About Japan 26th Saints Memorial Hall
When Christianity was banned by the Edo government, some devout Japanese believers moved to Kyushu, far away from the government, with the holy bones long ago, but still did not escape the pursuit and were killed. These twenty-six people were called the Twenty-six Saints, and their pious deeds were widely spread among Japanese Christians.
A memorial hall for the 26 saints was built in the place where they were killed. The church opposite the memorial was designed and built by a Japanese architect who worshiped Gordy, and the church is decorated with plum blossoms to commemorate the murder of the 26 saints.
How to get there
Business Period Open to the public
December 31-January 2
Access ・5 min. walk from Nagasaki Station
Admission ・High school students: 300 yen
Elementary school students 150 yen
Adults 500 yen
Junior high school students 300 yen
Twenty-Six Martyrs Museum and Monument, 7-8 Nishizakamachi, Nagasaki
If you are just going to Nagasaki to see the night view, I suggest going to Takeo Onsen first. Then go to Arita station to see ceramics. There is a ceramics market outside of Upper Arita Station. But the bus between the two stations runs about once an hour. You can also rent a bicycle at Arita station.
I wanted to go to Arita later in the trip. I noticed that I could make a day out of it.
Nagasaki is a sad city, and the theme of the A-bombing is always a part of Nagasaki, and this memorial to the 26 saints is equally sad.
It was a rainy day in Nagasaki, which suited the sadness of the city.
The Twenty Six Saints Memorial is not on the schedule, and is one of the lesser known venues.
The window of the hotel where you are staying looks out and you can see the church building opposite the memorial, a very special sense of design, looking at it from afar is very curious to see it up close.
There was still some time before I finally left Nagasaki, so I wandered over.
The twenty-six saints were persecuted and killed by the government at the time, including foreigners.
There is a statue of these 26 people outside the memorial hall.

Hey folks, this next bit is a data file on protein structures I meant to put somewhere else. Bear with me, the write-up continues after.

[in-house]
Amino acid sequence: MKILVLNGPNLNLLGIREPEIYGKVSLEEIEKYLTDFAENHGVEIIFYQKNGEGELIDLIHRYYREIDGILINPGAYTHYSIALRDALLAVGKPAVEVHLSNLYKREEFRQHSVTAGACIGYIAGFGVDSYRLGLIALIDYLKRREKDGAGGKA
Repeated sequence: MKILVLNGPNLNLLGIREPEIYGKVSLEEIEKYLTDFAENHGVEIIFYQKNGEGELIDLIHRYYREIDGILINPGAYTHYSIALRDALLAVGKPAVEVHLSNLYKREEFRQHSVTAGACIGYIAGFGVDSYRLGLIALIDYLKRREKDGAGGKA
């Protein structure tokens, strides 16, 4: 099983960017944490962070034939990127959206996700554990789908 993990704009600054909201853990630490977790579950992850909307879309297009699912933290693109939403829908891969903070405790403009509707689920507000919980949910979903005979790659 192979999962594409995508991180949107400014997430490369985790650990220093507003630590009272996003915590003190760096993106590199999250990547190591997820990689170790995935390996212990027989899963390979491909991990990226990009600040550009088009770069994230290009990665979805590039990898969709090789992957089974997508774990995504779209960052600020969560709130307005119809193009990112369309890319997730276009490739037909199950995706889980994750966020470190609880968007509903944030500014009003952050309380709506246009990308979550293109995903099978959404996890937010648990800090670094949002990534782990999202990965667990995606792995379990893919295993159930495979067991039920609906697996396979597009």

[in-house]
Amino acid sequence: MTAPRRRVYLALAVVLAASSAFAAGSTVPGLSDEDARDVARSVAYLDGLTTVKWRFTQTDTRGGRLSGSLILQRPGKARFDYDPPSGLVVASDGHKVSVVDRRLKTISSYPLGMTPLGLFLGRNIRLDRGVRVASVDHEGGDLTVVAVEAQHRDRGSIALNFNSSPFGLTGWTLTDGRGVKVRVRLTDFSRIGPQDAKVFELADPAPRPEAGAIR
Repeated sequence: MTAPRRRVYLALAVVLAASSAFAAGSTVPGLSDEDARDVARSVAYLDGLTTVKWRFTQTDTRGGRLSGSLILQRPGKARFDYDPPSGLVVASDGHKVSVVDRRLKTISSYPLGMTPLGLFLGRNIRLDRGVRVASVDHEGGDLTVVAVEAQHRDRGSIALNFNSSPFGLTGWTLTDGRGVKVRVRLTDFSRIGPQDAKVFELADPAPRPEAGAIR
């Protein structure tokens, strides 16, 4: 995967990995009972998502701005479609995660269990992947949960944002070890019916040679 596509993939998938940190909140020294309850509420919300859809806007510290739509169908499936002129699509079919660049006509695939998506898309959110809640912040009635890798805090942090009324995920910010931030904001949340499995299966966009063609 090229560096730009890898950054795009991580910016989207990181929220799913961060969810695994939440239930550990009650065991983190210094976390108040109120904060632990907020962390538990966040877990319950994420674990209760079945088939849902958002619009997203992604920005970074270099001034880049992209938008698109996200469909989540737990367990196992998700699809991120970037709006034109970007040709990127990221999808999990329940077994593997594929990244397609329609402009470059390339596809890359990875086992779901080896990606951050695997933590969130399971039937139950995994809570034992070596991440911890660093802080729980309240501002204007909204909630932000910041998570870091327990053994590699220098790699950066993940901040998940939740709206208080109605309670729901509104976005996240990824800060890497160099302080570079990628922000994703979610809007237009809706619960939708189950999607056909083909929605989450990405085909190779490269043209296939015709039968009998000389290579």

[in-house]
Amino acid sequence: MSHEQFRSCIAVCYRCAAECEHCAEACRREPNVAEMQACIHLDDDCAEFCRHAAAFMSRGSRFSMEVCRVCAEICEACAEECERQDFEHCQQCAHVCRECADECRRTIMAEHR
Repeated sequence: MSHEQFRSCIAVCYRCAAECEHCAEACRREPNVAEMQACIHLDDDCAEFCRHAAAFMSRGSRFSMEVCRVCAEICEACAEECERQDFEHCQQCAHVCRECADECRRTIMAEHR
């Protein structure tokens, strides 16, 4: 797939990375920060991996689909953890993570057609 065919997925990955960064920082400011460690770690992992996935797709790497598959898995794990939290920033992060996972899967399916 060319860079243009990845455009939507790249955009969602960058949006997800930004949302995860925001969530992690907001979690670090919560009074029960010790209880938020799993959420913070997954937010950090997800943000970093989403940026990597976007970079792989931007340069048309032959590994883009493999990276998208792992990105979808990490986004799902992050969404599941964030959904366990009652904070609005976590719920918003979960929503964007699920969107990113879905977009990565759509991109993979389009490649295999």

The cherry trees on the side are in full bloom, and there are no tourists, so it is a very quiet place to enjoy cherry blossoms.
I didn’t visit the memorial hall, because the entrance fee is expensive and the time is limited. The building of the exhibition hall is still a bit interesting, and the church across the street can also be visited.
It is very close to JR Nagasaki station. I arrived too late and did not enter the museum. It is suitable for children who are religious or interested in the history of the expansion of Christianity.
It seems to be the place where the first missionaries who preached into Japan were martyred. As a Protestant, I felt something after seeing it.
In honor of the 26 saints who were martyred, there is a church on the side, and it is still quite beautiful inside.
The 26 Saints of Japan Memorial Hall is a museum established by the Catholic Church in Nagasaki, Nagasaki Prefecture, Japan, to honor the 26 saints who were martyred in Japan.
The memorial hall and its church are built opposite each other. The church is very distinctive has a clear Gaudi style, but of course the exterior is much less detailed than Gaudi’s work. The staff in the church was very helpful. When I came in alone, I was very enthusiastic to explain the history of the memorial church and the church, which was a great experience.